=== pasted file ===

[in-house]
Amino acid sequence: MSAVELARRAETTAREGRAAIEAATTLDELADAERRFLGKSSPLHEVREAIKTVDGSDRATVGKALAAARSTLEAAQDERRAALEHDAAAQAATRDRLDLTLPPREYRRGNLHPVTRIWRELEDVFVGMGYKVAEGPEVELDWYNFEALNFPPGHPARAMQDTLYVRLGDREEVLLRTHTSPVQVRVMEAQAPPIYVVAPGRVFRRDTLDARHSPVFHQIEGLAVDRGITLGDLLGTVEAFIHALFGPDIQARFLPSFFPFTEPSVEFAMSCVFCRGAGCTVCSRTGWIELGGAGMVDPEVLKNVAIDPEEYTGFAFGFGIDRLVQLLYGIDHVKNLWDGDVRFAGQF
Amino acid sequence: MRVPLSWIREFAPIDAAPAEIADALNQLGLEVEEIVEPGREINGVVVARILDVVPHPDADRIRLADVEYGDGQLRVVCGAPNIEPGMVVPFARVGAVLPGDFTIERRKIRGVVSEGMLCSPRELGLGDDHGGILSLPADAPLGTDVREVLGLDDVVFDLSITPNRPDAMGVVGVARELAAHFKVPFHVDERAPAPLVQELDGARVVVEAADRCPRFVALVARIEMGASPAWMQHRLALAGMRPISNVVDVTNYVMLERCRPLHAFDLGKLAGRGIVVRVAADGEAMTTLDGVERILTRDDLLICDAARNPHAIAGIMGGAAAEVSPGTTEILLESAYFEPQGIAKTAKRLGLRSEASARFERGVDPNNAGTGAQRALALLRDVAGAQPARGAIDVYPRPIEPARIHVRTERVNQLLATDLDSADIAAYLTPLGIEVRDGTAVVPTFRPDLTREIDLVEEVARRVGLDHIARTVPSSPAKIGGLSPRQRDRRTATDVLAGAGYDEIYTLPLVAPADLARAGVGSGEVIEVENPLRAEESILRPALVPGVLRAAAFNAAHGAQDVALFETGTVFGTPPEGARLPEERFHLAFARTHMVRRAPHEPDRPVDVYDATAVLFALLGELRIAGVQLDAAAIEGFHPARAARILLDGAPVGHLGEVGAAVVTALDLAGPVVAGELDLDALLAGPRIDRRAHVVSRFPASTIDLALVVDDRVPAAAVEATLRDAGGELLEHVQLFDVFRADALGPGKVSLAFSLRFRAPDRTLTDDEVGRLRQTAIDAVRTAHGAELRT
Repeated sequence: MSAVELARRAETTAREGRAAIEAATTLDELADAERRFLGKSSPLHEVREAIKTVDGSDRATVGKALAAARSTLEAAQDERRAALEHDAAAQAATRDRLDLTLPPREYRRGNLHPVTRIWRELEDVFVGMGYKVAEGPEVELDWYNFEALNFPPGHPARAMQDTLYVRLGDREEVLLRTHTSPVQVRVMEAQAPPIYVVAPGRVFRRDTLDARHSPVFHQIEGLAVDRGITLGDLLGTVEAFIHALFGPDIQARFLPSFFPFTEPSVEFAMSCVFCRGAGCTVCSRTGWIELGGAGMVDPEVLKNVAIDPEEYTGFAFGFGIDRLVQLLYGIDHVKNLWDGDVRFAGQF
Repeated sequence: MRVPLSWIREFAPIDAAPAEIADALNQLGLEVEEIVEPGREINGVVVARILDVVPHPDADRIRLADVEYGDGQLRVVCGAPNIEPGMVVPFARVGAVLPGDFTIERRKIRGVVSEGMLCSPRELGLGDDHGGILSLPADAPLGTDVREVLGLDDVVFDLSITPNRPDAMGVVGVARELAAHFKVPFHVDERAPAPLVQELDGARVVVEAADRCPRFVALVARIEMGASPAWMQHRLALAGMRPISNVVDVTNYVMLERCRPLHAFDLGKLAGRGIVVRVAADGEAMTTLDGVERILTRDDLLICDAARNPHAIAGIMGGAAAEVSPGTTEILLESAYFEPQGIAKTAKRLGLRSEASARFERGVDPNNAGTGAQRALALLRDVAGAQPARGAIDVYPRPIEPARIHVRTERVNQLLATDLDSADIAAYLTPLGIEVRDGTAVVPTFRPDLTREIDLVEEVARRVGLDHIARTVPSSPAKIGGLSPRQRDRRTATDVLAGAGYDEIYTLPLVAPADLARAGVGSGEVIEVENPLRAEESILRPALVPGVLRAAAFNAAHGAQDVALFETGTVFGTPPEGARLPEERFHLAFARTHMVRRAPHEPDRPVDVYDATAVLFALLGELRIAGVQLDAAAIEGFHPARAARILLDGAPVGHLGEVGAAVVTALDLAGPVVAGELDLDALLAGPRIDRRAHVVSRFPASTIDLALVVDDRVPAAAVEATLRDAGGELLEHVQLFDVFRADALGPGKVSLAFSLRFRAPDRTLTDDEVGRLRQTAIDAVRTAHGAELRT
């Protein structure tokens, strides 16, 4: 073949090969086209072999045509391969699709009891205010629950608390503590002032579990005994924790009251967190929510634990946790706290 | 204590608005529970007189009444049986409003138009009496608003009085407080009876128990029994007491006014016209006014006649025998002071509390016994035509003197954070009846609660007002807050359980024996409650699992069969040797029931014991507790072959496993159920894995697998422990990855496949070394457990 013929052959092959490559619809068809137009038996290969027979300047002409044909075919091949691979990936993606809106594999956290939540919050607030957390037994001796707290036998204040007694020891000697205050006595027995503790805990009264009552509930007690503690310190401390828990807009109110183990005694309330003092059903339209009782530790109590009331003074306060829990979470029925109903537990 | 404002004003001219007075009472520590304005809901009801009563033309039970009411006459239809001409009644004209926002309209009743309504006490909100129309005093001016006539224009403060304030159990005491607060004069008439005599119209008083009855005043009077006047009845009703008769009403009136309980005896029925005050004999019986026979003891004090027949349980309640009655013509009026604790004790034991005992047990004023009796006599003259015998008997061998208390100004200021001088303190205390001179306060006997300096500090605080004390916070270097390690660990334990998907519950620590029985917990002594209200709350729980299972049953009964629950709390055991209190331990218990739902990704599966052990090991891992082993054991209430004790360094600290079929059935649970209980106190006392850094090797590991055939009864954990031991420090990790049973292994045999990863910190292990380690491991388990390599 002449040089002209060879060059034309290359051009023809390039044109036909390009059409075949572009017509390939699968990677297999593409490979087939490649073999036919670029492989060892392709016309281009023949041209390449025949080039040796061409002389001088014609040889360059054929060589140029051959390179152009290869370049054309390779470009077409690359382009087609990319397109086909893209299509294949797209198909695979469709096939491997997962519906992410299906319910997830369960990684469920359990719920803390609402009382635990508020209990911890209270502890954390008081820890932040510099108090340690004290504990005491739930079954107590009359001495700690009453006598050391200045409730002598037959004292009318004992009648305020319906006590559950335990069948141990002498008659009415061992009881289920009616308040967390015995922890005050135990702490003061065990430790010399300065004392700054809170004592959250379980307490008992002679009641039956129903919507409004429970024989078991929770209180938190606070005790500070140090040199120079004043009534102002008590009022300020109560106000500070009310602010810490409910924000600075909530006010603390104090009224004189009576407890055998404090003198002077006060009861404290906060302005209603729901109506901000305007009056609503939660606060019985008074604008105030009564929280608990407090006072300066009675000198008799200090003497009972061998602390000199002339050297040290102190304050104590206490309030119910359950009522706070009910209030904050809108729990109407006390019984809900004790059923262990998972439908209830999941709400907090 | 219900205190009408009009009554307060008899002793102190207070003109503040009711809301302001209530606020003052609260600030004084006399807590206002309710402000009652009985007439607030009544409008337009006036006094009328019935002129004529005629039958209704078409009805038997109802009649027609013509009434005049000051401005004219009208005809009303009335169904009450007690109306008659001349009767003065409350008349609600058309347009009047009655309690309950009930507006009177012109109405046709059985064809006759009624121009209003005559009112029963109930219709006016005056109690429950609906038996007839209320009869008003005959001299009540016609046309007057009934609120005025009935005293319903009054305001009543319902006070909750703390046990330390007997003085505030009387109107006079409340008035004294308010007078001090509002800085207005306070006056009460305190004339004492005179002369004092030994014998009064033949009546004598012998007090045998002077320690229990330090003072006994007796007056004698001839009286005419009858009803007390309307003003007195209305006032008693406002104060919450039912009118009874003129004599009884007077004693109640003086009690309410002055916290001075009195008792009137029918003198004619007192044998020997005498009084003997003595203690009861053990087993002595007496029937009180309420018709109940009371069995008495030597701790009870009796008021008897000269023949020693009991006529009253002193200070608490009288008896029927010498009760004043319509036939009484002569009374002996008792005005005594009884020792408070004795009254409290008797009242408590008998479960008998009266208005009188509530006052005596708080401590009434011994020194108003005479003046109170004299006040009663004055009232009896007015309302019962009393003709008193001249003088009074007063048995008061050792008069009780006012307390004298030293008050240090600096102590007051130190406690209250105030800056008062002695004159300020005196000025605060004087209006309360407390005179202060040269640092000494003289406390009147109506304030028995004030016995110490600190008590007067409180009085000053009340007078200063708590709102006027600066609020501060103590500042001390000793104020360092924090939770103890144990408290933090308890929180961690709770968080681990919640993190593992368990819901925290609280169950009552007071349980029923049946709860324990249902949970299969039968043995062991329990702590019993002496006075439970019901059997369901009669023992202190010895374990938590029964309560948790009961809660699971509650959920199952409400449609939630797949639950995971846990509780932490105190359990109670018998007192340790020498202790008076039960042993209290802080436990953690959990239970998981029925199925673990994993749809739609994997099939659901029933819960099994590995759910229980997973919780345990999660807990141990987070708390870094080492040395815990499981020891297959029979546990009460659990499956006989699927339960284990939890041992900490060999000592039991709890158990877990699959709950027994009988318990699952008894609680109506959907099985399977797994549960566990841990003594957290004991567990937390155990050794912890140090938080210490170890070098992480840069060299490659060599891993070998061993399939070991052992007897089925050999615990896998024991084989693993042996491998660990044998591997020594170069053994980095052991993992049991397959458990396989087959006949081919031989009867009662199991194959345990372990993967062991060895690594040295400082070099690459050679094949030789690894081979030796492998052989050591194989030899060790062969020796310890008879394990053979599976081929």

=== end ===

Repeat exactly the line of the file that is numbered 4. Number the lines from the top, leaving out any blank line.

Repeated sequence: MSAVELARRAETTAREGRAAIEAATTLDELADAERRFLGKSSPLHEVREAIKTVDGSDRATVGKALAAARSTLEAAQDERRAALEHDAAAQAATRDRLDLTLPPREYRRGNLHPVTRIWRELEDVFVGMGYKVAEGPEVELDWYNFEALNFPPGHPARAMQDTLYVRLGDREEVLLRTHTSPVQVRVMEAQAPPIYVVAPGRVFRRDTLDARHSPVFHQIEGLAVDRGITLGDLLGTVEAFIHALFGPDIQARFLPSFFPFTEPSVEFAMSCVFCRGAGCTVCSRTGWIELGGAGMVDPEVLKNVAIDPEEYTGFAFGFGIDRLVQLLYGIDHVKNLWDGDVRFAGQF